After a few moments, the victim eventually complied with the questions. She admitted to taking heroin at least once a day and methamphetamine on occasion. She was using both when she called the police, and she stated that the drugs help her cope with her physical pain, although it has never changed her mood nor memory.

Yu brought up the fact that, during direct examination, the victim testified to not remembering ever meeting her attacker before their encounter. “Is it possible that you never met him, or that you don’t remember?”

To this, she answered that she doesn’t remember and that “it’s possible” for her to have met him before.

When Yu cross-examined Officer Reynoso, he got Reynoso to admit that he failed to perform any drug tests on the victim in order to make sure that she wasn’t intoxicated. Reynoso also mentioned that neither her clothes nor her skin appeared dirty despite her claiming to be in a scuffle with someone on the ground.

On Monday, the defendant’s trial came to an end with Thomas and Yu delivering their closing statements.

DDA Thomas began his closing argument with a quote that the defendant allegedly told the victim during the assault: “I’m about to kill you b****”

“That’s what Mr. Sauceda said to [the victim] when he held a knife to her, three inches away from her. Her back to the wall. Demanding that she bring his stuff back,” Thomas stated. “When it got physical, he still had a knife in his hands.”

Thomas further pointed out that the victim’s description of her attacker in the call matched perfectly with Sauceda’s description when the police located him: gray tank top, camo shorts, and Adidas shoes.

Although Thomas admitted to the victim’s drug use on that day, he emphasized that the victim “didn’t seem disoriented” during the 911 call and “reported the information without any hesitation.”

As for the defense’s closing, PD Yu centered his argument with the victim’s lack of credibility. He began his statement by comparing the victim to his young niece who believes in the Easter bunny:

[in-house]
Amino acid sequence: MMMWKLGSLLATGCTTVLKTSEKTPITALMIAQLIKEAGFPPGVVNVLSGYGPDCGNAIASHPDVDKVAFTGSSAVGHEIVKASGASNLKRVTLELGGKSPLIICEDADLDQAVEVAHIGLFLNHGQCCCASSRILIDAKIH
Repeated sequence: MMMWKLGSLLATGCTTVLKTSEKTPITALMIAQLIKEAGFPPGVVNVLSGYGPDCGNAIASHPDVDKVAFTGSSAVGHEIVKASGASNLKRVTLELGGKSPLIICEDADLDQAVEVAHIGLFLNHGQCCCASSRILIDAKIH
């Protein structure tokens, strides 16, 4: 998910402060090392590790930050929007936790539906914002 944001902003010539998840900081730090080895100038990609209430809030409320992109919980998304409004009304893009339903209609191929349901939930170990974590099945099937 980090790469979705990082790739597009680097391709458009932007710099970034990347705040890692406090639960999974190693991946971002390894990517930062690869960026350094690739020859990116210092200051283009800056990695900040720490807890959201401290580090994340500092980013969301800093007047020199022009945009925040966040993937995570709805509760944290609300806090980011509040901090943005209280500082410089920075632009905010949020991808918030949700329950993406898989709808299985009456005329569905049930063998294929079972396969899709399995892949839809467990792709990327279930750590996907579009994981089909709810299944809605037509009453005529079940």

“She sees the bunny. She’ll describe to you that he has big fluffy ears. She’ll tell you that she saw him at the mall. She’ll describe to you the color of his fur, she’ll describe to you what he was wearing…but I don’t think anybody here would call her a liar, right?”

He then made a point that nobody here is calling the victim a liar. “She truly believes that Sauceda said these things to her,” Yu stated. “But it’s important to note that even she herself doubts her memory, and she told us that.”

He reminded the jury of the moment when the victim yelled out of police having the “wrong guy” and that she “didn’t remember him.”

In Thomas’s rebuttal, he refuted that “anybody with just a little common sense would recognize that that’s pure sarcasm. She was upset because her dirty laundry was being thrown out in front of the courtroom”

However, Yu also noted the victim called herself a “heroin addict,” and admitted to injecting both methamphetamine and heroin—both of which she used during the September 2020 incident.

As a result, he indicated that what she said “may be affected by emotional instability [and] drug use. In fact, she replied with “I don’t know” and “not that I remember” multiple times during her direct and cross-examination.

Lastly, Yu claimed that there is no evidence to indicate that she was thrown down on the ground or had a knife to her head. Her clothes and skin appeared clean, and she had no injuries to her head.

After the attorneys’ closing arguments, the jury was given the rest of the day to deliberate on whether Sauceda was guilty or innocent on all three charges. However, after being called in by Judge Benjamini twice in the span of four hours, the jury insisted it was deadlocked in their decision on two of the counts. There was even a deadlock for a lesser count of assault with a deadly weapon.

Finally, at the end of the day, Judge Benjamini asked each juror individually if they were certain about the deadlock, and after receiving their confirmations, he declared a mistrial for the two counts.

As a result, Sauceda was pronounced guilty by the jury for carrying a concealed weapon but could not be convicted for the deadly assault nor criminal threat.

Linhchi Nguyen is a fourth year at UC Davis, double majoring in Political Science and English. She currently lives in Sacramento, California.